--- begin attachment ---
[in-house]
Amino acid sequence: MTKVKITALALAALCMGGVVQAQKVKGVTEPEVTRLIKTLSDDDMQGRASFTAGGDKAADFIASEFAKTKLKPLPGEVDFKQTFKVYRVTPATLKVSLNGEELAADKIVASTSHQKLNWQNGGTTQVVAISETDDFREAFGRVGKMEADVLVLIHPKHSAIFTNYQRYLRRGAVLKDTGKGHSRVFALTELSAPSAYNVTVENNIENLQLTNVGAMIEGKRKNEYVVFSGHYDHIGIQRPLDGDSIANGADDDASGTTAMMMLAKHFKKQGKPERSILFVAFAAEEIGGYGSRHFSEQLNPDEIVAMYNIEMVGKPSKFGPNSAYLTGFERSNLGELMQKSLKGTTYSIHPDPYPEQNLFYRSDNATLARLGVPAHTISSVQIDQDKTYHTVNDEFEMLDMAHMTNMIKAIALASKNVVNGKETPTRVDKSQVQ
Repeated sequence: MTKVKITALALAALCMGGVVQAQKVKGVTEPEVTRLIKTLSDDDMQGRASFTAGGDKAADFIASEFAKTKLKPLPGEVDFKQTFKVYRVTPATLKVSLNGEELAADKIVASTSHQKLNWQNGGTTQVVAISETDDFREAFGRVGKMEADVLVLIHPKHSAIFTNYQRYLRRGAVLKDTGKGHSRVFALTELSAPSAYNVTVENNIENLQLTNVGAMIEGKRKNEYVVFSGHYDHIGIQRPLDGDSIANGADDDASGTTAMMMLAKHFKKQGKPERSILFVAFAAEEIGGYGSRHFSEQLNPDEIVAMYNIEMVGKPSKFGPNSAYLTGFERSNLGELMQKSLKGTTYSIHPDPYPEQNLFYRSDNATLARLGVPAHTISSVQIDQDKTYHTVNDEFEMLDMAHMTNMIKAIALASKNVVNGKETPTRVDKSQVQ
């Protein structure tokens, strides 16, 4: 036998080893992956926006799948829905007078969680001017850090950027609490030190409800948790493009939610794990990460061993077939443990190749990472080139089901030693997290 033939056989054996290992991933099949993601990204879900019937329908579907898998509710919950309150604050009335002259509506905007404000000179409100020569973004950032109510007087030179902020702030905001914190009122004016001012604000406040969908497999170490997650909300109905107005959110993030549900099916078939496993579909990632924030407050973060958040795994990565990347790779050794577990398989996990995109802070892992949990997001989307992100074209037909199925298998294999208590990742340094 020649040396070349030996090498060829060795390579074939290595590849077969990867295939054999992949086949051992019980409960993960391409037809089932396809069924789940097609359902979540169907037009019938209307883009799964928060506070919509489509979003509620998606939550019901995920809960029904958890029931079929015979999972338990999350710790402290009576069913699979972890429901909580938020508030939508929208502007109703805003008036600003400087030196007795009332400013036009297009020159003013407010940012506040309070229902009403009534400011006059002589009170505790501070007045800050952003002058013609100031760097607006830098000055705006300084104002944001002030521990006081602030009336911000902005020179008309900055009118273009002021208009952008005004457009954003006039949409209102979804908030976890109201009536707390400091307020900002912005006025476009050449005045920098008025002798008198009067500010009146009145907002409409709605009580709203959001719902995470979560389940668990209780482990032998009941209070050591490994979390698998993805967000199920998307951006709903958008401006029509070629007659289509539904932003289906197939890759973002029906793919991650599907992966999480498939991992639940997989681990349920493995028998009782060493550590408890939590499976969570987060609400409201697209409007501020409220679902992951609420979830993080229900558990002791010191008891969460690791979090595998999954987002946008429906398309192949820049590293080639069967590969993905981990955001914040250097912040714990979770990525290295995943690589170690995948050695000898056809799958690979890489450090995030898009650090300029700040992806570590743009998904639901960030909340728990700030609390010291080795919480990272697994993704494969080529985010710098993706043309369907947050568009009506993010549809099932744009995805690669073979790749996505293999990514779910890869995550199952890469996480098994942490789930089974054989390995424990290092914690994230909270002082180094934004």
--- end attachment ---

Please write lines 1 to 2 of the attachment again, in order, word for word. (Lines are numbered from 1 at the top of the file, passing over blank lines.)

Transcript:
[in-house]
Amino acid sequence: MTKVKITALALAALCMGGVVQAQKVKGVTEPEVTRLIKTLSDDDMQGRASFTAGGDKAADFIASEFAKTKLKPLPGEVDFKQTFKVYRVTPATLKVSLNGEELAADKIVASTSHQKLNWQNGGTTQVVAISETDDFREAFGRVGKMEADVLVLIHPKHSAIFTNYQRYLRRGAVLKDTGKGHSRVFALTELSAPSAYNVTVENNIENLQLTNVGAMIEGKRKNEYVVFSGHYDHIGIQRPLDGDSIANGADDDASGTTAMMMLAKHFKKQGKPERSILFVAFAAEEIGGYGSRHFSEQLNPDEIVAMYNIEMVGKPSKFGPNSAYLTGFERSNLGELMQKSLKGTTYSIHPDPYPEQNLFYRSDNATLARLGVPAHTISSVQIDQDKTYHTVNDEFEMLDMAHMTNMIKAIALASKNVVNGKETPTRVDKSQVQ